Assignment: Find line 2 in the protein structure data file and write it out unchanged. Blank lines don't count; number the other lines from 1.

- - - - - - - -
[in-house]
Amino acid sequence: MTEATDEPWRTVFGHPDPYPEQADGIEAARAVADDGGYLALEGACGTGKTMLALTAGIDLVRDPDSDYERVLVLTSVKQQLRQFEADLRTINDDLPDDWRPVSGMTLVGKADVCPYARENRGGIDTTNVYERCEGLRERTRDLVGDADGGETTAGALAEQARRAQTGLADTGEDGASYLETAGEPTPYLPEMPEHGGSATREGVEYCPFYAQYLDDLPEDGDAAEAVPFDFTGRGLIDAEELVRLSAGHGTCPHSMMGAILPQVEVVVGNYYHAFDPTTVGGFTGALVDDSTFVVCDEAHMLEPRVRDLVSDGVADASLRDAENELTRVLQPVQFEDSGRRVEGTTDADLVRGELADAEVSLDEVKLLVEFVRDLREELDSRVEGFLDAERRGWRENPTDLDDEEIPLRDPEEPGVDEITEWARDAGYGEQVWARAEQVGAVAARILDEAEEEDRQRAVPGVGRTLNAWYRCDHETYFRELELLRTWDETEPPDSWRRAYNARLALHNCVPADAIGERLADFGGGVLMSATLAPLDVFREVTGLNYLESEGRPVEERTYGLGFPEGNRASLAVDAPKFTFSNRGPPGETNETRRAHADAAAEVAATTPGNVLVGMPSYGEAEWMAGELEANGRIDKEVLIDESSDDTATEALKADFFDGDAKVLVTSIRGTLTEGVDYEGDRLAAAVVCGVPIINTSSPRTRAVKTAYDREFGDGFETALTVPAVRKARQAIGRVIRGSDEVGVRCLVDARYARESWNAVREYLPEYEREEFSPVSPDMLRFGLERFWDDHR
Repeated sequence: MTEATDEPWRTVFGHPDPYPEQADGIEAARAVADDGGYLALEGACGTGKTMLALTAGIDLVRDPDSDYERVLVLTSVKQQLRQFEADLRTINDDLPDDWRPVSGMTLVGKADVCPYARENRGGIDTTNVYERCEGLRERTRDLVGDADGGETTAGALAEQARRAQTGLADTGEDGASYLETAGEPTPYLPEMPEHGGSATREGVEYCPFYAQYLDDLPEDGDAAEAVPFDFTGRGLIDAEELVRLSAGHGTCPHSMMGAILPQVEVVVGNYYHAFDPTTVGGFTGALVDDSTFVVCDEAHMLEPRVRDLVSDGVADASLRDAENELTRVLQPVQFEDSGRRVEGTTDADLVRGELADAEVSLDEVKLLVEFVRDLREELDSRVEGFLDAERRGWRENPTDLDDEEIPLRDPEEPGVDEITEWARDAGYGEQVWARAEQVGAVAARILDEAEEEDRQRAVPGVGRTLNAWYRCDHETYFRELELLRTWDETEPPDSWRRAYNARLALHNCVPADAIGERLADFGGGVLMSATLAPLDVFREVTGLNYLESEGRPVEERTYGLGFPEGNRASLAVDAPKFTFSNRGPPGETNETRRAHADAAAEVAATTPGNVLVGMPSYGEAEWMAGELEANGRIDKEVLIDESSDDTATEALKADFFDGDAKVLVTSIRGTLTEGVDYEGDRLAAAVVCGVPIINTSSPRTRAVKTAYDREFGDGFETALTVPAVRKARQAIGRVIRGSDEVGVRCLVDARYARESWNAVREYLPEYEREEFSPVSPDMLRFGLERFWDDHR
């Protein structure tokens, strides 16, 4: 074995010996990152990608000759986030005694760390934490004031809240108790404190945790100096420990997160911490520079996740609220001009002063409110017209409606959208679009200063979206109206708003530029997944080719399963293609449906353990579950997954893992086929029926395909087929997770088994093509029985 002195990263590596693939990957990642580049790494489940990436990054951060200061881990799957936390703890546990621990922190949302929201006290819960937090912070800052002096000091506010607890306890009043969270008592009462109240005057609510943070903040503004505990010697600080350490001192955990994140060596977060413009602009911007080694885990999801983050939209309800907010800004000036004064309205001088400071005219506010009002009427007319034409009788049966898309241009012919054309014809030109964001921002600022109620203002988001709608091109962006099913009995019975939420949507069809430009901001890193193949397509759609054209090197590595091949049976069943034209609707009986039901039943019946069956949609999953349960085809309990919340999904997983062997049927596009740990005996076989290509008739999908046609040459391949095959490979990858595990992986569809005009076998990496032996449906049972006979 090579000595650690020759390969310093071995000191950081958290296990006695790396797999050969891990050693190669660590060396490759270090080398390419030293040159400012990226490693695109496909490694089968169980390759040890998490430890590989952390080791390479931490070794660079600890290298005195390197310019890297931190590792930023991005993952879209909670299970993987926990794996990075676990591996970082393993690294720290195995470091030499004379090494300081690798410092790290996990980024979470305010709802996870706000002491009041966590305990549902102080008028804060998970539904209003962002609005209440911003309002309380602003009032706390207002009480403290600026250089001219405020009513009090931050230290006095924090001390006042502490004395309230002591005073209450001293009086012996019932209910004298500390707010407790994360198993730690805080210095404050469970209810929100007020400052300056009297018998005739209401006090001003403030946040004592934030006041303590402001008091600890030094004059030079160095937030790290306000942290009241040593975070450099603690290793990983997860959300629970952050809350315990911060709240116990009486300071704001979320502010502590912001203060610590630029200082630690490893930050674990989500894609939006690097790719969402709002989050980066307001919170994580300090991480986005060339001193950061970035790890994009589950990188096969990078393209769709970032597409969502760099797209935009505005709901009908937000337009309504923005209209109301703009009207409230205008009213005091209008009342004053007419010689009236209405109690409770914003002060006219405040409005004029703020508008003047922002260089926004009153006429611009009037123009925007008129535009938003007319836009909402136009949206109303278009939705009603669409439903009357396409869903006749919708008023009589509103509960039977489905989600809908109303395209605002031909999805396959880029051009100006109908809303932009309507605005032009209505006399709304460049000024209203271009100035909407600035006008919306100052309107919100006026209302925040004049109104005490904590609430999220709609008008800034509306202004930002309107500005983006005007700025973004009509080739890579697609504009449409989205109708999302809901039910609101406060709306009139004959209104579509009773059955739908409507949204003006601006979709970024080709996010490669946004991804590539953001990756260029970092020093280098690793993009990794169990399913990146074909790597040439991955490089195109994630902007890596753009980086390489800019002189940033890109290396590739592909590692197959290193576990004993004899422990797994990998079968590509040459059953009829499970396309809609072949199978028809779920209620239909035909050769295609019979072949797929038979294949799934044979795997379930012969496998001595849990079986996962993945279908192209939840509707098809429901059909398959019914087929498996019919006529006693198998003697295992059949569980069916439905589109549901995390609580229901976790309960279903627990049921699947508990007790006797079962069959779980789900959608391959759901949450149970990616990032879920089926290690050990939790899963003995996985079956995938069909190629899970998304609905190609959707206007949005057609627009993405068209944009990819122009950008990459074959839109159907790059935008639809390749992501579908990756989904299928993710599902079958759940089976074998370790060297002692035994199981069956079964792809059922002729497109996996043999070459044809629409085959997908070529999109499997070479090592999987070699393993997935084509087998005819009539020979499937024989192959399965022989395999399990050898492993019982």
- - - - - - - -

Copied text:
Amino acid sequence: MTEATDEPWRTVFGHPDPYPEQADGIEAARAVADDGGYLALEGACGTGKTMLALTAGIDLVRDPDSDYERVLVLTSVKQQLRQFEADLRTINDDLPDDWRPVSGMTLVGKADVCPYARENRGGIDTTNVYERCEGLRERTRDLVGDADGGETTAGALAEQARRAQTGLADTGEDGASYLETAGEPTPYLPEMPEHGGSATREGVEYCPFYAQYLDDLPEDGDAAEAVPFDFTGRGLIDAEELVRLSAGHGTCPHSMMGAILPQVEVVVGNYYHAFDPTTVGGFTGALVDDSTFVVCDEAHMLEPRVRDLVSDGVADASLRDAENELTRVLQPVQFEDSGRRVEGTTDADLVRGELADAEVSLDEVKLLVEFVRDLREELDSRVEGFLDAERRGWRENPTDLDDEEIPLRDPEEPGVDEITEWARDAGYGEQVWARAEQVGAVAARILDEAEEEDRQRAVPGVGRTLNAWYRCDHETYFRELELLRTWDETEPPDSWRRAYNARLALHNCVPADAIGERLADFGGGVLMSATLAPLDVFREVTGLNYLESEGRPVEERTYGLGFPEGNRASLAVDAPKFTFSNRGPPGETNETRRAHADAAAEVAATTPGNVLVGMPSYGEAEWMAGELEANGRIDKEVLIDESSDDTATEALKADFFDGDAKVLVTSIRGTLTEGVDYEGDRLAAAVVCGVPIINTSSPRTRAVKTAYDREFGDGFETALTVPAVRKARQAIGRVIRGSDEVGVRCLVDARYARESWNAVREYLPEYEREEFSPVSPDMLRFGLERFWDDHR